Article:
This summer, APWorks entered into an additive manufacturing partnership with product design specialist Altair, after the two companies successfully worked together on the Light Rider, a 3D printed electric motorcycle that weighs just 35 kg.

 

6. Simufact to launch process simulation software solution for metal additive manufacturing

Simufact Engineering, an MSC Software company and manufacturing process simulation specialist, this week announced the launch of Simufact Additive, a groundbreaking new software solution for the simulation of metal additive manufacturing processes. The German company’s scalable process simulation environment promises ‘right first time’ optimization of laser powder bed fusion processes, and provides simulations of all steps in the additive manufacturing process, including printing, heat treatment, removal from build plate, removal of supports, and heat and pressure combined processes (HIP).

The initial release of Simufact Additive will predict the final distortion and residual stresses of metal 3D printed parts, though future releases will include additional features. Using CAD data, modeling is carried out in an innovative and newly developed Graphical User Interface (GUI) aligned with the real process work flow. Renishaw, a manufacturer of metal additive manufacturing systems, has already got on board with the Simufact project, and will incorporate Simufact Additive into its QuantAM build preparation software.

Simufact Additive helps to compensate distortion, minimize residual stresses, and optimize process parameters, and is powered by an application-specific solver based on MSC’s powerful generic Marc solver. Using this solver, the software will be able to capture the complete process chain in the manufacturing environment and scale the simulation based on the user requirements. “Today companies employing AM technology for 3D printing metal parts have to cope with failure in their production processes and the high knock on costs associated with this,” said Michael Wohlmuth, Simufact CEO. “Simufact Additive is an important tool which will help these companies get it ‘right first time,’ by regularly running simulations prior to production.”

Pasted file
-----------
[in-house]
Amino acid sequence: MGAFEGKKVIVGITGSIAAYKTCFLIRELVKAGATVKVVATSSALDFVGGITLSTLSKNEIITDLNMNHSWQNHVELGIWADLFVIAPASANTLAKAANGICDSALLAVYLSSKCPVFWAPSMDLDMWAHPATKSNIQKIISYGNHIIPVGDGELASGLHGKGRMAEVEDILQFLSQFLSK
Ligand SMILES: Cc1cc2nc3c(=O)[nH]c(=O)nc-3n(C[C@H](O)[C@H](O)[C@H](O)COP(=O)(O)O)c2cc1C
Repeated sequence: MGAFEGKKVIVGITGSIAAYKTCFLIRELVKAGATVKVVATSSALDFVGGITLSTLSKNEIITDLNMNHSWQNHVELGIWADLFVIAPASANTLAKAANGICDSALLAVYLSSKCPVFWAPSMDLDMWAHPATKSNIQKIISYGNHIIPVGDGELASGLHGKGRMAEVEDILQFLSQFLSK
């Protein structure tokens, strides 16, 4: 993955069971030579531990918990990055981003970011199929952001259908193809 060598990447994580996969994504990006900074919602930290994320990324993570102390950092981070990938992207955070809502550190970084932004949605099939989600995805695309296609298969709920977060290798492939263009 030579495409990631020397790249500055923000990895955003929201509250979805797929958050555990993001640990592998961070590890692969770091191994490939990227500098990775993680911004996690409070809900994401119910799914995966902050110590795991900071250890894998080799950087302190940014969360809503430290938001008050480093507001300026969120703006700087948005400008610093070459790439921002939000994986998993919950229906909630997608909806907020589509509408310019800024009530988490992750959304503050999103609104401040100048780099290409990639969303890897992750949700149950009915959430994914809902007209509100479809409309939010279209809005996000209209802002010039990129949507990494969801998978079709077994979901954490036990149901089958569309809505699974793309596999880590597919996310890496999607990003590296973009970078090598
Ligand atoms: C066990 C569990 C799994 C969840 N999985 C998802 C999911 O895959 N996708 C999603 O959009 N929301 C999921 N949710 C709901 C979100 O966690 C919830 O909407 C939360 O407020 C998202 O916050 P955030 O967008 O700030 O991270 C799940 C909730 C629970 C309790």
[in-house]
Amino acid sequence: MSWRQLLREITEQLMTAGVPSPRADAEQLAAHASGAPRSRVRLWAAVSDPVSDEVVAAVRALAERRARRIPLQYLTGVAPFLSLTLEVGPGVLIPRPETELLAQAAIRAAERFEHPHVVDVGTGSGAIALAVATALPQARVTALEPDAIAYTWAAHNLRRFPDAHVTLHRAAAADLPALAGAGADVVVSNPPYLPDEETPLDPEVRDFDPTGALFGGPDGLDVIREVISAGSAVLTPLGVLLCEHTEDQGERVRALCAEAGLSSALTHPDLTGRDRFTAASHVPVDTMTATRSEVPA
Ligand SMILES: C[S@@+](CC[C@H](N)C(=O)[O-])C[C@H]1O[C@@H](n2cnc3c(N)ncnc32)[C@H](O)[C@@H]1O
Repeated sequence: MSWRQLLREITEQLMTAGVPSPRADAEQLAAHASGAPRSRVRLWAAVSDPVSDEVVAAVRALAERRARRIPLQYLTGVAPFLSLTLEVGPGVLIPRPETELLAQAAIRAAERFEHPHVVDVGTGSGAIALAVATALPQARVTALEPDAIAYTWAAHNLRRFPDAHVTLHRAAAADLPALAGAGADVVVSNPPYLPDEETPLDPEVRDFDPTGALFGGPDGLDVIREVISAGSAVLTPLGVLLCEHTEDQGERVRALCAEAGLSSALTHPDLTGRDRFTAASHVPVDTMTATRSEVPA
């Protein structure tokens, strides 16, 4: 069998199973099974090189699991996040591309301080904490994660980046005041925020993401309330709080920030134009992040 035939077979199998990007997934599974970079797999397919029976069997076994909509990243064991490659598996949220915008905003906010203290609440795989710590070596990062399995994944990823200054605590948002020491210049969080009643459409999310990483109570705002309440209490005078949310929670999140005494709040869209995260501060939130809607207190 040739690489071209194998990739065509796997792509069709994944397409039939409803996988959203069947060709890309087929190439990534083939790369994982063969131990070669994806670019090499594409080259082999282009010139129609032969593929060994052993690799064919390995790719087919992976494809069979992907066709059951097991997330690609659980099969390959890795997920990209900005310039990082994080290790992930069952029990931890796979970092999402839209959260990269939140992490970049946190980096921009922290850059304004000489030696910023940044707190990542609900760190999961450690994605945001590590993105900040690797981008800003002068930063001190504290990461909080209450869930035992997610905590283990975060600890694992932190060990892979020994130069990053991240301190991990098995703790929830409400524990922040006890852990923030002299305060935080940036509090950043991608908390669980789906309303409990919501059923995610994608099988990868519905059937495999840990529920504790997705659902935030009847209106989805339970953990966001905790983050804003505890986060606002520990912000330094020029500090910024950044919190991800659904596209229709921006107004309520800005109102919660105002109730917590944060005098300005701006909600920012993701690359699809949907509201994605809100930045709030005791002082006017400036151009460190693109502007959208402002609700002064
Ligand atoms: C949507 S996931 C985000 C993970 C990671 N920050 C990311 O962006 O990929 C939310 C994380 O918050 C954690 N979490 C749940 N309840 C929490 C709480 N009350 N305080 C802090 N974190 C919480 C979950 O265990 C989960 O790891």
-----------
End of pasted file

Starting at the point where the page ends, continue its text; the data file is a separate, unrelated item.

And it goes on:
7. 3D printing app Morphi gets an update

Morphi, The Inventery’s 3D design and 3D printing app for iPad and Mac, this week received a version update, consisting of an entirely new set of tools and various tweaks and improvements. Morphi Edu, the program’s identical sister app for iPad volume discount purchases, was also released. The app is an extremely user-friendly design tool which lets users create 3D printable STL files using 3D shapes, text, hand drawings, images, and streamlined 3D modeling tools.

New features released this week include a Type Tool for creating 3D text in over 75+ fonts; a Transform Button where dimensions, rotation, and object positions can be inputted with the keyboard; a Pan Tool; and an advanced Color Tool with more colors, tints, and shades. Other features, such as object selection and movement, the Up/Down tool, and object tapping, have been refined or reworked.

Morphi is available on both iPad and Mac, with a 50% volume discount available on purchases of 20 or more units. The app was created in collaboration with Geometros using sgCore, and has a presence in almost 100 countries across six continents. It will soon be localized in several languages.

 

 

Posted in 3D Printer Company

 

 

Maybe you also like:


   






Leave a comment:

Your Name:

 


Subscribe us to

3ders.org Feeds 3ders.org twitter 3ders.org facebook   

About 3Ders.org

3Ders.org provides the latest news about 3D printing technology and 3D printers. We are now six years old and have around 1.5 million unique visitors per month.

News Archive